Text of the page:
This is going to be one of those round-up blogs, in which I comment on a number of comic book related topics. I have a few things to comment on, but not enough on each topic for a full write up, so…

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It’s real. It’s an actual comic book cover. The February 1966 issue of Lois Lane would finally address the issue of Clark Kent’s flimsy disguise. A nice suit and Buddy Holly glasses? Really? If I removed my glasses and donned a Superman costume, people would still know it was me. So, how did this disguise work in the comic books, TV shows, and movies?

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That’s me, holding the comic book in question. Geez! My toupee needs adjusting.

I read this issue (which you can buy at NostalgiaZone.com – $10 cheap!) and I’m going to spoil it for you. DC Comics doesn’t really explain how Superman keeps fooling the world.

The story in a nutshell: Editor Perry White has to leave the Daily Planet while he serves, temporarily, in the US Senate. His replacement is awfully handsome, a “dreamboat” according to Lois, but he also acts suspiciously. Lois goes on a date with him that first day after work and thinks there’s something up with the guy.

She learns he is the leader of S.K.U.L. (Superman Killers’ Underground League) and she gets roped into a plot to kill Supes. She gets Lana Lang to help her decode the instructions she had been given by this secret underground league. When the message is decoded, Superman bursts in on Lois and Lana and makes that declaration we see on the cover. Lana does admit they’ve had their suspicions.

Superman then removes his mask and he turns out to be the leader of the kill Superman club. But, he’s really an FBI agent trying to smoke out that League and he enlists Lois and Lana to help him. Continued next issue.

They don’t exactly explain how Superman/Clark Kent can fool the world with a suit and glasses.

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The sexism just oozes from the narration paragraph at the top. “The Daily Planet’s pretty reporter,” “cute nose.” Yuck!

While reading this comic book from 52 years ago, I was struck by how blatantly sexist it is in its treatment of women and Lois Lane in particular. Lane is an investigative reporter, yet she’s described as stumbling onto stories. Her immediate reaction upon meeting the new editor is to think of him as a dreamboat. And neither Lane nor Lang bring up the topic of marriage, yet that’s what “Superman” deems the best way to berate these women for their stupidity. Marriage must have been a major theme in the Lois Lane series, after all it was a “girl’s” comic.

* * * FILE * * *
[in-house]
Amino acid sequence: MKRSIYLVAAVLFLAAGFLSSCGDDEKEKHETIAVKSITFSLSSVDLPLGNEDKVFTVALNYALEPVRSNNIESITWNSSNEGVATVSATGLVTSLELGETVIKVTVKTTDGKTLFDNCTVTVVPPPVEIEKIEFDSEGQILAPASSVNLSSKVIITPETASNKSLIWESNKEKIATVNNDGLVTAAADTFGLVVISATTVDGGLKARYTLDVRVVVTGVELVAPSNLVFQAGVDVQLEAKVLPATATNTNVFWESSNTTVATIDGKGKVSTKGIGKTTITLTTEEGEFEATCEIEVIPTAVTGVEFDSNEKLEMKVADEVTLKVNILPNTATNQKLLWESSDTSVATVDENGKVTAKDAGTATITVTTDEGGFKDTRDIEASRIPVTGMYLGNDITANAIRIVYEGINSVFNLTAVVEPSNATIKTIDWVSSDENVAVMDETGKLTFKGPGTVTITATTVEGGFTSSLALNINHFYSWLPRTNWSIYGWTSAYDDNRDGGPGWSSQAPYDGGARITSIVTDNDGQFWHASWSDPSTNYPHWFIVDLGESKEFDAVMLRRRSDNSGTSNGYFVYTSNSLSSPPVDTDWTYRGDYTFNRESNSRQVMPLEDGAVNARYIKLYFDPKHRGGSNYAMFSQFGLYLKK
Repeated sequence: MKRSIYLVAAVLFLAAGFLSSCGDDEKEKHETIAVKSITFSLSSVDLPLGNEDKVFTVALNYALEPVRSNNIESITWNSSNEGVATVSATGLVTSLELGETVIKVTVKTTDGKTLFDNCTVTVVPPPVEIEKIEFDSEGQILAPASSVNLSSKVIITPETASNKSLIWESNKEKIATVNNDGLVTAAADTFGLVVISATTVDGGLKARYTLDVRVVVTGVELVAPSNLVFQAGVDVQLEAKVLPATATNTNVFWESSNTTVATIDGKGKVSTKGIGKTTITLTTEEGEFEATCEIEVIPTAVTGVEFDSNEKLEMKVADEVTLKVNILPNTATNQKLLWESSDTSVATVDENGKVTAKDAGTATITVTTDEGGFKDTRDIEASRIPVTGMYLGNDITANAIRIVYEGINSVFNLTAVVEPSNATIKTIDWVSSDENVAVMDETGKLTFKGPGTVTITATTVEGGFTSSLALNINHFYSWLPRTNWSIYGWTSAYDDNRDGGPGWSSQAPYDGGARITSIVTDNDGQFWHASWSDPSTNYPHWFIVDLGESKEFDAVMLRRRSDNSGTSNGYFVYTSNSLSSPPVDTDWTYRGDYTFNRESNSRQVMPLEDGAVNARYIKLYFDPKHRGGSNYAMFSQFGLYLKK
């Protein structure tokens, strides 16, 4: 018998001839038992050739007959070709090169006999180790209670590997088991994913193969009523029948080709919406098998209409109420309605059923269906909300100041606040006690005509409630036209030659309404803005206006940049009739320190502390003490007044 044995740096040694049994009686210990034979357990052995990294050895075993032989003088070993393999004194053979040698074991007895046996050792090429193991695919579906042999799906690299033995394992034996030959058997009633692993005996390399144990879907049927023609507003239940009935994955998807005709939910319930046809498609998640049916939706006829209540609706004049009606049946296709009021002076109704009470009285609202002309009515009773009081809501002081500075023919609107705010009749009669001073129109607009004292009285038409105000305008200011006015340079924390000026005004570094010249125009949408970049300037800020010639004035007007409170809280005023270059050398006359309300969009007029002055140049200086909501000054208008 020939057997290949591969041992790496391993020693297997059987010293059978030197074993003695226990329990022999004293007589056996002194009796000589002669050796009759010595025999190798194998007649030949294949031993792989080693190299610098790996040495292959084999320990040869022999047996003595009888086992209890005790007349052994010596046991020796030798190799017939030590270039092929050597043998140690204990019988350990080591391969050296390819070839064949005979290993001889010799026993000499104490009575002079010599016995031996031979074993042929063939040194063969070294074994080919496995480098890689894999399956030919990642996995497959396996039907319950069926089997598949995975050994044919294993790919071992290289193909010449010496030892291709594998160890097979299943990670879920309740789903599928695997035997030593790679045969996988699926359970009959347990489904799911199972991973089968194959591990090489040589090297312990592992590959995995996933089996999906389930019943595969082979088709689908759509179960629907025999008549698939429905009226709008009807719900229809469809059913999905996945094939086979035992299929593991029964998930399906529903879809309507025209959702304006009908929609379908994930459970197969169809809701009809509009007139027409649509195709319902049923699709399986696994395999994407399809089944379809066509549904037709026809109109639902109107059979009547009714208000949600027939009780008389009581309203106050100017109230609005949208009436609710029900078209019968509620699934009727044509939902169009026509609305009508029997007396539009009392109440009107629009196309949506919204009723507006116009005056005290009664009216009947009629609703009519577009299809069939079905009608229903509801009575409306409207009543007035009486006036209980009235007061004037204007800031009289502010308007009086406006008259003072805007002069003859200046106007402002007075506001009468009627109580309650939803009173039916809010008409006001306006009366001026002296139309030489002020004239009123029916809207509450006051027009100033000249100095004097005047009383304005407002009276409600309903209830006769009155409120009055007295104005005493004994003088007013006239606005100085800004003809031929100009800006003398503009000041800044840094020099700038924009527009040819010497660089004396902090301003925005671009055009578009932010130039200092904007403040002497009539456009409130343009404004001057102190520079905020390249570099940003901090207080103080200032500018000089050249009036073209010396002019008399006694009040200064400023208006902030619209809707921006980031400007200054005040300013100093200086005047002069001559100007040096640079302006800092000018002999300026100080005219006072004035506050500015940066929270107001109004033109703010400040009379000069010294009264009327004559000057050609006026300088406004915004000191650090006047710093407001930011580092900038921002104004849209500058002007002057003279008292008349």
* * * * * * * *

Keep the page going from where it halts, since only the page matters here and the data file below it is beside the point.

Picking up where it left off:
Switching gears, a couple months back, on a Facebook comic book fan group page, there was a discussion of whether the cover of Marvel’s Fantastic Four #1 was an homage to or a rip-off of the cover illustration of DC’s The Brave and The Bold #28 (the first appearance of the Justice League Of America). Look below for a comparison.

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Compostionally the two cover are very much alike. I prefer the Fantastic Four cover, because I prefer Jack Kirby’s drawing to Mike Sekowsky’s. Although, Sekowsky’s anatomy drawing is better and FF #1 isn’t Kirby’s best cover. It’s good, just not his best.

(OK, I’m a Marvel kid. I’m required by the MMMS to always prefer Marvel covers. Even if drawn by Rob Liefe… NO! There’s no way I can do that! I must draw the line somewhere!)

At first, I thought it was coincidence. Then I learned that the Fantastic Four was the result of a mandate from Atlas Comics publisher, Martin Goodman, to Stan Lee and Jack Kirby to create a superhero group to compete with the Justice League of America, DC’s super team that debuted just about a year earlier. Learning that bit of history has me leaning toward rip-off.

What do you think?

Finally, as part of that JLA/FF discussion, someone brought up the practice of artists copying other artists in the creation of comic books. They provided an image (see below) that certainly is evidence of copying.

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Top frame: Jack Kirby • Middle frame: Gil Kane • Bottom frame: Rich Buckler

There’s no denying the second two frames were copied from work done by Kirby in the first frame, assuming that image is the original use of that punch. You will note that Gil Kane (second frame) made a couple changes to the pose: Captain America’s left arm is held differently and his hips are turned to the right. Kane’s variation, in my opinion, makes the pose a little on the awkward side, especially the lower part of his left leg.

Gil! If you’re going to copy the master, copy the master.

Someone in the group discussion claimed that Stan Lee, himself, would hand artists frames of comic art, usually drawn by Kirby, and instruct them to copy that frame. This revelation was offered without any source citation, so it may be untrue. And it may be a case of artists just copying other artists, in this case Kirby, because the other artists may have solved a difficult problem. When you consider how quickly artists had to get the work done with looming deadlines and the need to do as many pages as possible in a day to get decent pay, copying is understandable.

Artists were paid lousy. If you could only manage one page a day, you’d starve.

Packing Peanuts!

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The Good Ol’ Days Of Stupid

Guest blogger Michael Noble returns with his thoughts on kids being stupid, inspired by this whole eating Tide detergent pods silliness.

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Of course we did stupid things as kids.

We were kids for Pete’s sake. Being a kid comes with certain entitlements. In many cases doing stupid things was expected of us.

Still, in hindsight, it seems we were a more intelligent sort of stupid than the youth of today. (If that makes any sort of sense.)